Environmental Leadership – from Waterford “Climate Kid” to sustainability in Aviation
In June 2019, the Climate Kids at Waterford implemented the plastic ban on campus. This culture of sustainability is not new for the College, however, as Kai Uwe Bauer - Germany (WK 89 – 91) will tell you. “I am working in aviation sustainability, which I find exciting and challenging especially today where the global economy is recovering from the pandemic and the key question is how to build back better,” says Kai as he introduces himself.
Becoming a “Waterfordian”
His journey to Waterford started while he was looking for something exciting to do with his life. Coming from a small village in Germany, Kai was determined to embark on an adventure that took him out of his village. “I was selected through the German National Committee (NC) and felt that I had an exciting opportunity to see the world and get some adventure through the experience.” Kai acknowledges that he did not know anything about Swaziland when he came to Waterford. He reflects, “I got lucky and ended up here with a fair amount of deep ignorance about how things were in this part of the world.”
That changed quickly for Kai, however. Arriving at the airport in Johannesburg he and his fellow German student Elke were to wait for the next morning flight to Manzini. They got to talk to a friendly couple from Johannesburg who eventually invited them to their home. This way they spend their first night in Southern Africa in a place called Soweto.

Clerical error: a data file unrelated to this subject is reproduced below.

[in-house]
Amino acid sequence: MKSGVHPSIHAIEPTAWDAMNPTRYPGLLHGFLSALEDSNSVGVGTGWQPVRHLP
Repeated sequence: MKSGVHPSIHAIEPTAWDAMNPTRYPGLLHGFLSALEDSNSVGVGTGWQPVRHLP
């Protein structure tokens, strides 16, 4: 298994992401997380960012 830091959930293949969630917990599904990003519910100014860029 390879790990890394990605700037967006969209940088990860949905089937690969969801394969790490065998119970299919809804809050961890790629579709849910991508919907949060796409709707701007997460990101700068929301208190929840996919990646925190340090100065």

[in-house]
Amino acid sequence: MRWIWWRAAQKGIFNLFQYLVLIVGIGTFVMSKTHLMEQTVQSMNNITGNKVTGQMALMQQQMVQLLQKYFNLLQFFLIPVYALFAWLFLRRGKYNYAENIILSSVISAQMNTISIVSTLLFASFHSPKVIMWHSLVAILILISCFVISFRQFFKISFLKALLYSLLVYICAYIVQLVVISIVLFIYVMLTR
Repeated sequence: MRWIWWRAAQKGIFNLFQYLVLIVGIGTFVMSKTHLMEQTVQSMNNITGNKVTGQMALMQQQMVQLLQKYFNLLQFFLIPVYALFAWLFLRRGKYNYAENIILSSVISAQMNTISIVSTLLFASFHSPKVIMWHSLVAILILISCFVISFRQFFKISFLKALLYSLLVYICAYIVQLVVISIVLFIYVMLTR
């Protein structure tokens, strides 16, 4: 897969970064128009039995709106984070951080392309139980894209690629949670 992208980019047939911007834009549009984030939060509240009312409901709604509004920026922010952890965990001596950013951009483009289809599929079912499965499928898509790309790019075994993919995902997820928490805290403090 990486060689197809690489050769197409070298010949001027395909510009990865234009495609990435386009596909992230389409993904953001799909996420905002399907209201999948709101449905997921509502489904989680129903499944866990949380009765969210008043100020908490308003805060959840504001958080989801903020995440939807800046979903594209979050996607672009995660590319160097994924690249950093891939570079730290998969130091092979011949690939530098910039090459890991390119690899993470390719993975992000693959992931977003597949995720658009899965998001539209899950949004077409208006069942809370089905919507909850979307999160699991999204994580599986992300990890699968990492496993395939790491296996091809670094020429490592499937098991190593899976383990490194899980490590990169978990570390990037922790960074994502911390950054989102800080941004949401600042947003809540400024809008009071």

He notes that he cannot pinpoint an exact experience that made him “green” but it was rather the intense WK life at a time when his character was forming. The motivation for student leadership in areas of sustainability came to life for Kai in those years. “I don’t think the word ‘sustainability’ existed yet,” he says, “but we spent a lot of time worrying about how to preserve the planet.” As a result, Kai was part of initiating student-led sustainability initiatives during his time.
From “Climate Kid” to Sustainability Professional
That initial worry has culminated into a career in sustainability. “My work is about understanding the environmental impacts of aviation, getting the facts right and then doing something about it,” he says. Asked how he would explain this to someone unaware of his area of work, Kai states that this “doing” includes tools such as “the environmental standards for the aircraft itself, ways to operate the aircraft more efficiently, Sustainable Aviation Fuels based for example on food waste, as well as market-based measures such as carbon markets and offsetting.” He notes that where activities come with negative impacts on the environment, it is important that travelers and investors know about these impacts to make more sustainable choices. His current project is on developing an environmental labelling system for aviation. “The idea is that you will be able to choose the most sustainable option when booking your flight,” says Kai.
“I started, from very early on, to think about how this planet can be sustained because it’s been clear for quite some time that what humans are doing on the planet is not sustainable.” This is what initially drew Kai to climate action on campus and post his time at Waterford. He continues, “That’s why I joined Yonge Nawe, the Swazi nature conservation club at the time that also had a small group on campus. “We worked on practical solutions including introducing paper recycling and making sure that the nature reserve and the dam are not cut in half by the new fence. Those were the things I felt strongly about and, at Waterford, there were plenty of like-minded people. Then I studied Agricultural and Environmental Economics which led me, ultimately, to work in the international field with the European Union. Today I am working at the European Aviation Agency EASA. In that sense, it was a continuation of things that I was doing already at WK with plenty of hoops in the middle,” he says.